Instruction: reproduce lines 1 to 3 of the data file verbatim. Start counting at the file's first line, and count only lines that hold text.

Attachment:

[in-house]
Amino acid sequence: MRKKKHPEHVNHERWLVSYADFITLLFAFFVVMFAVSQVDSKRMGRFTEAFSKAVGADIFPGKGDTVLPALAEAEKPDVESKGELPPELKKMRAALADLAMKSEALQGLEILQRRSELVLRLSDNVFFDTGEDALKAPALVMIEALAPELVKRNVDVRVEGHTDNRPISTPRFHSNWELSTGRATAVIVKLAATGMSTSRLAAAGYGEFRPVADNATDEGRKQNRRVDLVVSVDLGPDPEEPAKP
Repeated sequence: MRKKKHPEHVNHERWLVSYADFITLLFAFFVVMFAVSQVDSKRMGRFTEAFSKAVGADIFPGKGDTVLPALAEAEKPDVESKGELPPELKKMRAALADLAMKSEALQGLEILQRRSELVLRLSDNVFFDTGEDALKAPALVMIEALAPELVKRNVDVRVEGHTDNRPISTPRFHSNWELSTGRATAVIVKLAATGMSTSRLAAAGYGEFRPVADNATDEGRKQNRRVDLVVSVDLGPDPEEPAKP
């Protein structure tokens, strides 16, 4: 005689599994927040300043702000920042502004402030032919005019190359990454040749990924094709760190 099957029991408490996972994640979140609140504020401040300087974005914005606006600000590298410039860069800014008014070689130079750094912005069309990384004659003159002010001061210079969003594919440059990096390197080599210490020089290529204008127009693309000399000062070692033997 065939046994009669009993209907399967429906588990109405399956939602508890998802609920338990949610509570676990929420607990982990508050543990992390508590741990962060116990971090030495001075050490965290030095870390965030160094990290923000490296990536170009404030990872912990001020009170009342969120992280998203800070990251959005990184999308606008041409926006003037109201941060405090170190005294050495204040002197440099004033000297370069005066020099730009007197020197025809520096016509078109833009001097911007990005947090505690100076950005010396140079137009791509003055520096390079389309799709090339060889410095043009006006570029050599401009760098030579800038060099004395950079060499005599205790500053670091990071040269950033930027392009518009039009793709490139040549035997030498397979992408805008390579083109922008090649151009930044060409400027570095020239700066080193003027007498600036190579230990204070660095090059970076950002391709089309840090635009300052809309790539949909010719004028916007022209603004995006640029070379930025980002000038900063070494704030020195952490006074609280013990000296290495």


[in-house]
Amino acid sequence: MRKKKHPEHVNHERWLVSYADFITLLFAFFVVMFAVSQVDSKRMGRFTEAFSKAVGADIFPGKGDTVLPALAEAEKPDVESKGELPPELKKMRAALADLAMKSEALQGLEILQRRSELVLRLSDNVFFDTGEDALKAPALVMIEALAPELVKRNVDVRVEGHTDNRPISTPRFHSNWELSTGRATAVIVKLAATGMSTSRLAAAGYGEFRPVADNATDEGRKQNRRVDLVVSVDLGPDPEEPAKP
Repeated sequence: MRKKKHPEHVNHERWLVSYADFITLLFAFFVVMFAVSQVDSKRMGRFTEAFSKAVGADIFPGKGDTVLPALAEAEKPDVESKGELPPELKKMRAALADLAMKSEALQGLEILQRRSELVLRLSDNVFFDTGEDALKAPALVMIEALAPELVKRNVDVRVEGHTDNRPISTPRFHSNWELSTGRATAVIVKLAATGMSTSRLAAAGYGEFRPVADNATDEGRKQNRRVDLVVSVDLGPDPEEPAKP